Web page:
When it comes to the new expanded requirements under the Home Mortgage Disclosure Act, neither compliance officers nor the IT fraternity are to be envied. Not only must the operational changes be in place quite soon, but the challenge represents something of a moving target.
During a recent webinar Wolters Kluwer polled nearly 700 attendees about their banks’ readiness for the new requirements. What the firm found was not a pretty picture.
When asked if their banks have a process in place to collect and report on the 110 data fields required under HMDA in 2018, 76% of the bankers said they were not ready.
When asked what their greatest concern was, regarding the new rules, respondents reported as follows:
• Lack of overall HMDA readiness, 36%
• New data fields, including government monitoring information, 28%
• Data integrity, 24%
• New submission requirements, 9%
• Other, 3%
A touch of gallows humor could be seen in the polling choices and answers concerning the question, “How ready are you to do fair-lending analysis on the expanded HMDA data fields?”
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• “Where should we start?” 43%
• “Alexa, start regression analysis for us” 26%
• “We are pen-and-paper ready” 17%
• “We have built a robust data analytics solution” 14%
HMDA keeps moving around
What accounts for these depressing survey results?
Barbara Boccia, senior director for advisory services and regulatory relations at Wolters Kluwer, says part of the problem has been that the situation has not been static.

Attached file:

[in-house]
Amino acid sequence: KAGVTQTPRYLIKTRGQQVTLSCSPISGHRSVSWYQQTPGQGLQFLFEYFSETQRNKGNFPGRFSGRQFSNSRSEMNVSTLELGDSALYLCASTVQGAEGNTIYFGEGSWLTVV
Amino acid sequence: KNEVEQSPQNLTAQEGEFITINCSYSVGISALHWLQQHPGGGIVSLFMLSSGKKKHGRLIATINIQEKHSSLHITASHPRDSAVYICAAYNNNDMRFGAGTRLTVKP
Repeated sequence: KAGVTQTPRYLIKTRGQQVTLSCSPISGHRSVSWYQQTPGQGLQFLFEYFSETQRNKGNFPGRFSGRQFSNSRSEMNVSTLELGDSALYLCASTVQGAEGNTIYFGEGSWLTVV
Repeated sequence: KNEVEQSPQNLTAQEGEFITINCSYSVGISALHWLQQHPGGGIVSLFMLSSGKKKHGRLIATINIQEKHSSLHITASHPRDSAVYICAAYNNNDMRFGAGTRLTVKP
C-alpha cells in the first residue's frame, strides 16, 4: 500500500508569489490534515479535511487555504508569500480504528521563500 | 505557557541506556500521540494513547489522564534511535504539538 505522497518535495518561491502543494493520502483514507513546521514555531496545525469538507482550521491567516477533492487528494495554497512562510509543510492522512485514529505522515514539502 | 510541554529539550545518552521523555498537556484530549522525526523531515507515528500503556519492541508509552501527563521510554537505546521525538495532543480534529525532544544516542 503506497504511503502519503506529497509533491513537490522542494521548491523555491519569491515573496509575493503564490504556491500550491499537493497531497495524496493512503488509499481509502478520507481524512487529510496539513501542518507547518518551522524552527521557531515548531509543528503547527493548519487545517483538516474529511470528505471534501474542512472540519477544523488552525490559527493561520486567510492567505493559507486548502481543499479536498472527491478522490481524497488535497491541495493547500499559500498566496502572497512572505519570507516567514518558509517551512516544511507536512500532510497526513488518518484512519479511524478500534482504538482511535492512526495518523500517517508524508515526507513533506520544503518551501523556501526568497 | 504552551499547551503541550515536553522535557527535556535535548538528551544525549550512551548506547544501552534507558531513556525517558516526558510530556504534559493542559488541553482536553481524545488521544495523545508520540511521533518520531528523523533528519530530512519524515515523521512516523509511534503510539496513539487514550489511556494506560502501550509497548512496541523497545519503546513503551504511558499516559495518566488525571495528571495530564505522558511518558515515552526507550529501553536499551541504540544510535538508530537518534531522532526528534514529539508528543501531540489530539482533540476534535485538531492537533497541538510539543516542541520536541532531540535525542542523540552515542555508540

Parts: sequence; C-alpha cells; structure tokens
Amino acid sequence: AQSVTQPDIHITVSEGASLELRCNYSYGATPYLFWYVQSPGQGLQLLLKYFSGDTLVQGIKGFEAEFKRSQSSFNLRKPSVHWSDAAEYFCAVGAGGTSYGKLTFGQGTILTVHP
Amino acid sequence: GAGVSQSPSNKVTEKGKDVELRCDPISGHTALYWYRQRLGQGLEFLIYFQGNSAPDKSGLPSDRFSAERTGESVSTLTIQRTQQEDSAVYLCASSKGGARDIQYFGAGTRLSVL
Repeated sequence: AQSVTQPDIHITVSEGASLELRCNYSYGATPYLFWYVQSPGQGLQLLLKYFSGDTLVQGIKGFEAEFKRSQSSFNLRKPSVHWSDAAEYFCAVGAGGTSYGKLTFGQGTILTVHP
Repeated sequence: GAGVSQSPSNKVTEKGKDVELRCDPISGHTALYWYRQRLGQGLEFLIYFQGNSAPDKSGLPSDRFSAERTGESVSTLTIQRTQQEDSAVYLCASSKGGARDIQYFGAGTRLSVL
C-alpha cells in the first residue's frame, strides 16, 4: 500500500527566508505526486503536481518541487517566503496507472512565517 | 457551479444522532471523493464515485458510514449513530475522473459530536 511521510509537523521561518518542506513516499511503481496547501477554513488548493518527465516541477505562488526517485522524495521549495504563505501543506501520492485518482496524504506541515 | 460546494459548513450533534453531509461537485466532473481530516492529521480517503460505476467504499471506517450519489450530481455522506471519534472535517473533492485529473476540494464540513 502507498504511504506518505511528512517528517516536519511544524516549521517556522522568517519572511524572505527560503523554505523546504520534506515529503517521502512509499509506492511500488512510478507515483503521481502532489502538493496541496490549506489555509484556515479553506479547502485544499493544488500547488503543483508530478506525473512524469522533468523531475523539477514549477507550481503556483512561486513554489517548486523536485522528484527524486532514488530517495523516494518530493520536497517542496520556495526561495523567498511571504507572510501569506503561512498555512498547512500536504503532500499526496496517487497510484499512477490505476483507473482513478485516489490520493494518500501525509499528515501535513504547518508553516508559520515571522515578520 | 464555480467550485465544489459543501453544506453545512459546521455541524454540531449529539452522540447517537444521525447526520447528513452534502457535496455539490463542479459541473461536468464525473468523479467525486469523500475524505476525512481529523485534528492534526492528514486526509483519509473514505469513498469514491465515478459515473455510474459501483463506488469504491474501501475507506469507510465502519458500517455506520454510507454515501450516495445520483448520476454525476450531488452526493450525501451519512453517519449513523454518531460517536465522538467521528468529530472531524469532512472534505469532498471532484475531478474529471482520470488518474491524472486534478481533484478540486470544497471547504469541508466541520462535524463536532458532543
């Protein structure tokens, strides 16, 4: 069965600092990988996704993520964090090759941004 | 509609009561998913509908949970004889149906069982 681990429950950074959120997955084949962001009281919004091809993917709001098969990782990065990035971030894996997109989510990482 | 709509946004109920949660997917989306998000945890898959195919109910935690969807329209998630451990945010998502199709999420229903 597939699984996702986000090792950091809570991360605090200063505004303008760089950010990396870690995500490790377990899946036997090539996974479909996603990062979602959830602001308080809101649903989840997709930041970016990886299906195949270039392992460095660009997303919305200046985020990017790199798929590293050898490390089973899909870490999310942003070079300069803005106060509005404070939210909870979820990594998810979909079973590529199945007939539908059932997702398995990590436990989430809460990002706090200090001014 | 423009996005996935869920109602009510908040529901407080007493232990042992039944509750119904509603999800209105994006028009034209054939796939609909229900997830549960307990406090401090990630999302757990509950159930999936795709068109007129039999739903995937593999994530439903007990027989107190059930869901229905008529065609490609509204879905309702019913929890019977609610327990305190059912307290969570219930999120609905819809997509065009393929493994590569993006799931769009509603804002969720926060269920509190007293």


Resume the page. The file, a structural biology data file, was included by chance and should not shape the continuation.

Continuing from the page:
“Things are changing as we speak,” says Boccia. The Consumer Financial Protection Bureau has been issuing changes, which affect banks’ ability to ready themselves, and some elements of what institutions need for compliance, such as the planned small entity compliance guide, have only been published recently.
Awareness and allocation of resources aren’t part of the problem, generally, according to Boccia. “Banks are spending a lot of money on this rule,” she explained.
One other factor is that the mechanism through which banks will submit their expanded data set has not yet been turned on. The CFPB’s HMDA platform, through which LAR (loan application register) data should be reported isn’t available for banks and vendors to explore.
How much will be public?
The only bright spot, according to Boccia, is that this should be a familiar pattern for veterans.
“You can’t be a compliance officer,” says Boccia, “and get stressed out over change.”
Even once the logistics get worked out, Boccia noted, there are issues not yet addressed. One is what portion of the new data CFPB will make available to the public. Another is how regulators will be slicing and dicing the expanded data set to examine banks’ lending behavior.
“Banks should start thinking about the fair-lending analysis that the expanded data feeds will make possible,” Boccia says.